FIFA have written to World Cup teams urging them to focus on the tournament in Qatar and not be part of lecturing on morality and dragging football “into every ideological or political battle that exists”.
Sky News has exclusively seen the full letter from FIFA’s president, Gianni Infantino, and the governing body’s secretary general, Fatma Samoura, that has been sent amid growing pressure on players to be activists around the tournament.
It has been a World Cup build-up dogged by concerns about the suffering of low-paid migrant workers to build the infrastructure in the tiny Gulf nation and discriminatory laws that criminalise same-sex relations.
“Please, let’s now focus on the football!” Infantino and Samoura wrote to the 32 football nations contesting the World Cup.
“We know football does not live in a vacuum and we are equally aware that there are many challenges and difficulties of a political nature all around the world.
“But please do not allow football to be dragged into every ideological or political battle that exists.”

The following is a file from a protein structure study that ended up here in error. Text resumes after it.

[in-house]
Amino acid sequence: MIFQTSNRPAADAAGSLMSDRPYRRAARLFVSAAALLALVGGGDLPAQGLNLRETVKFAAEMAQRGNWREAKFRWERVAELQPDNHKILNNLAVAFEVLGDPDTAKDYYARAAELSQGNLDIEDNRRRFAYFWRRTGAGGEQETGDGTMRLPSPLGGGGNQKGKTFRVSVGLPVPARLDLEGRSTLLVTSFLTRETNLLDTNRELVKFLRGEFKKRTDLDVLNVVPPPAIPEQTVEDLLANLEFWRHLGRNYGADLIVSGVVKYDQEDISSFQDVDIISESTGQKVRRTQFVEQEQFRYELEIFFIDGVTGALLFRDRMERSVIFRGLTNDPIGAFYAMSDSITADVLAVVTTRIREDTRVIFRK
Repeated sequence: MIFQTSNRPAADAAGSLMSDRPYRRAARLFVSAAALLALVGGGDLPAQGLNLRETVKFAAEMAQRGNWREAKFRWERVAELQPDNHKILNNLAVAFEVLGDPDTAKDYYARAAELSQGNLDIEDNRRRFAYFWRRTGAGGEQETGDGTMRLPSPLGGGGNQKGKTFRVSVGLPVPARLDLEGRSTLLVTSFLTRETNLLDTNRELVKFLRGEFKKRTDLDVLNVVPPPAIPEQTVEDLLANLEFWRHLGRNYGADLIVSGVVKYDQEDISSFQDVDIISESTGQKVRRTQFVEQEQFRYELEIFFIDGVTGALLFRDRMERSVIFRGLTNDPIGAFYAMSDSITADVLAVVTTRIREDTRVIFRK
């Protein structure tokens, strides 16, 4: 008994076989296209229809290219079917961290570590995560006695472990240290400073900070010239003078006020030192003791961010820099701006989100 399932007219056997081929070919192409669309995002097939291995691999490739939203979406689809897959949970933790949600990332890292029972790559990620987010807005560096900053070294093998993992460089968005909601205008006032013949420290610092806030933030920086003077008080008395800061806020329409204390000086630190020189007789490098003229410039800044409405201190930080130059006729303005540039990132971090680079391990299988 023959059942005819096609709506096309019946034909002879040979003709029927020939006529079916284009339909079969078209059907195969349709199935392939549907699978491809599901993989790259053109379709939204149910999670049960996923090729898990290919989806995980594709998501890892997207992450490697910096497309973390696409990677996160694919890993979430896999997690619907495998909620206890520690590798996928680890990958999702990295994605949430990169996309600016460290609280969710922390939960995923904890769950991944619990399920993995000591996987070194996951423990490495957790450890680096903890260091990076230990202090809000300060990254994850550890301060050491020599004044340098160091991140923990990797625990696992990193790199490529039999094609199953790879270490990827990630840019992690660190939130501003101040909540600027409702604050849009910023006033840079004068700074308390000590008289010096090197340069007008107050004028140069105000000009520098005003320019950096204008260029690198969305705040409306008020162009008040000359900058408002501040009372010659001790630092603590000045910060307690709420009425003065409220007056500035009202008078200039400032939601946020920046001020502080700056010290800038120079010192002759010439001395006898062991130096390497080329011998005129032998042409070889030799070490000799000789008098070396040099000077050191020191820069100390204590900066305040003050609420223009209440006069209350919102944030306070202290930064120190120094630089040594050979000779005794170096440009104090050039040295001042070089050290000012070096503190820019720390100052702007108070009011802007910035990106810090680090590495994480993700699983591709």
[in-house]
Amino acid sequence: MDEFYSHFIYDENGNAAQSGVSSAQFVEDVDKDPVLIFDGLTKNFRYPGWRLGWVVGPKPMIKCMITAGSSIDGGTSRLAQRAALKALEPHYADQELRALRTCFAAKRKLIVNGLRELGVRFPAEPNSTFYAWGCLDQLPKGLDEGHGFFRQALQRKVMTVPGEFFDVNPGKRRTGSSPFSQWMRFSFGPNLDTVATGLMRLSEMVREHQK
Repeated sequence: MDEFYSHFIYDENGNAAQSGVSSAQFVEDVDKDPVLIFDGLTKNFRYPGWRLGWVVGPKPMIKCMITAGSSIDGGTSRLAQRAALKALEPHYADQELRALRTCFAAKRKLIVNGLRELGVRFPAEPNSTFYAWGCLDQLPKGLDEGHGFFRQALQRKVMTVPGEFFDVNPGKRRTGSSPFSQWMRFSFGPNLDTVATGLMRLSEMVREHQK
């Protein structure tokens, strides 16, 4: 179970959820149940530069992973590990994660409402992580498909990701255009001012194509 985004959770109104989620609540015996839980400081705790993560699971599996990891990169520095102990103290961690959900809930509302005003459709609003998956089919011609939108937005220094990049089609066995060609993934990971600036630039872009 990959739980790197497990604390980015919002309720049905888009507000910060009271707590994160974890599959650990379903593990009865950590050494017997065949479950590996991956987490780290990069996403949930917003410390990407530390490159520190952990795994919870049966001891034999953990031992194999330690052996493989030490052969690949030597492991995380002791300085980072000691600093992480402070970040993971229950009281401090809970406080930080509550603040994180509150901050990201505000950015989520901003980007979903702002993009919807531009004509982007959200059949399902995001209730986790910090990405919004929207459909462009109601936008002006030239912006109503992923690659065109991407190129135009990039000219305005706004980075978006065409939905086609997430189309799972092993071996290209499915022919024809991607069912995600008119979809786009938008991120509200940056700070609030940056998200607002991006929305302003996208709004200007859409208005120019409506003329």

The letter does not address the request by England and Wales and six other European nations for their captains to wear “One Love” multicoloured armbands at the World Cup which are a response to concerns about Qatar’s anti-LGBTQ+ laws. Both British nations have already said they would defy any ban by FIFA.
Infantino wrote: “At FIFA, we try to respect all opinions and beliefs, without handing out moral lessons to the rest of the world.
“One of the great strengths of the world is indeed its very diversity, and if inclusion means anything, it means having respect for that diversity. No one people or culture or nation is ‘better’ than any other.
“This principle is the very foundation stone of mutual respect and non-discrimination. And this is also one of the core values of football. So, please let’s all remember that and let football take centre stage.”
Infantino says everyone will be welcome in Qatar “regardless of origin, background, religion, gender, sexual orientation or nationality”.
The letter was sent to the nations competing in the men’s football showpiece with less than three weeks until the tournament begins in Qatar.
Infantino – and his leadership team – was not in place at FIFA when a tainted group of executive committee members voted in 2010 to award the World Cup to Qatar.
The last English team to play in Qatar was Liverpool at the Club World Cup in 2019. And Liverpool manager Jurgen Klopp told Sky News this week it is “not fair” to expect political statements from players around the World Cup.
The German said: “They go there to play football. It’s not about this generation’s players to say now that ‘we don’t go, or we don’t do that’.
“The decision [to hold the tournament in Qatar] was made by other people, and if you want to criticise anybody, criticise the people who made the decision.”